Tracking the Spread of Virus in Offices

In a recent study, Dr. Charles Gerba, a microbiologist from the University of Arizona, and his team used bacteriophage MS-2 (a microorganism which is similar to norovirus but harmless to humans), to simulate the spread of potential infectious diseases in an office environment.

 

The team inoculated a few common areas in the office and one unsuspecting employee. The team tracked the spread of the microbe by testing numerous surfaces and employees’ hands throughout the day.

 

The findings were shocking. It took only 2 hours for the microbe to spread to 40-60% of employees, with common employee areas like the break room having the heaviest concentration.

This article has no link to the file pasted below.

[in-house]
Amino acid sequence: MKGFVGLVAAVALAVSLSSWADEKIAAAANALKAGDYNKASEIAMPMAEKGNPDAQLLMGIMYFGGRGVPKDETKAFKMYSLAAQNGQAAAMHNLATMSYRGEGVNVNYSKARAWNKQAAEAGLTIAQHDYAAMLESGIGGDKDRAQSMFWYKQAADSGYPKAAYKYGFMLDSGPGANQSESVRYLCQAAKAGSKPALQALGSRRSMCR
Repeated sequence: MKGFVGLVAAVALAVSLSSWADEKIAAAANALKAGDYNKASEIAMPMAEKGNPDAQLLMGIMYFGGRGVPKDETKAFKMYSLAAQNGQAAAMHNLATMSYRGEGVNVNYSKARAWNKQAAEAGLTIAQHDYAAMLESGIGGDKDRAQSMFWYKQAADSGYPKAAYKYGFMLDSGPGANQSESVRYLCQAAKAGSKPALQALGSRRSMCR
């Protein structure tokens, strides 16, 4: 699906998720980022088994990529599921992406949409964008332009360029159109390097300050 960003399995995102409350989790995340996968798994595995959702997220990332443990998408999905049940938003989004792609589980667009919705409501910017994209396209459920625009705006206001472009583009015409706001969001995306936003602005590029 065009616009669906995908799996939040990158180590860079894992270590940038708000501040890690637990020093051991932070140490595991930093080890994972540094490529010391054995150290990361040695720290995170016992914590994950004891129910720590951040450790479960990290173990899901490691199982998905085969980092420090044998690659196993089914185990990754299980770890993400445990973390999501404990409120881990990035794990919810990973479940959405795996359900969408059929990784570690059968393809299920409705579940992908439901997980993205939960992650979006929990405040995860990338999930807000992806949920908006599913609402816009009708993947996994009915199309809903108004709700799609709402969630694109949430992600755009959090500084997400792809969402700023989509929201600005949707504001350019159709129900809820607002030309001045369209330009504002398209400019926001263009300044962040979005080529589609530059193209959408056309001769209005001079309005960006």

A second part of the study was then initiated; half of the employees were instructed to use disinfecting wipes containing quaternary ammonium compounds (quats) on commonly touched surfaces at least once daily and employ proper hand hygiene. To the researchers’ surprise, the virus was reduced by 80 to 99 percent with a 90 percent drop of viruses on hands or surfaces.

 

“The results show that viral contamination of [surfaces] in facilities occurs quickly, and that a simple intervention can greatly help to reduce exposure to viruses,” Dr. Gerba stated.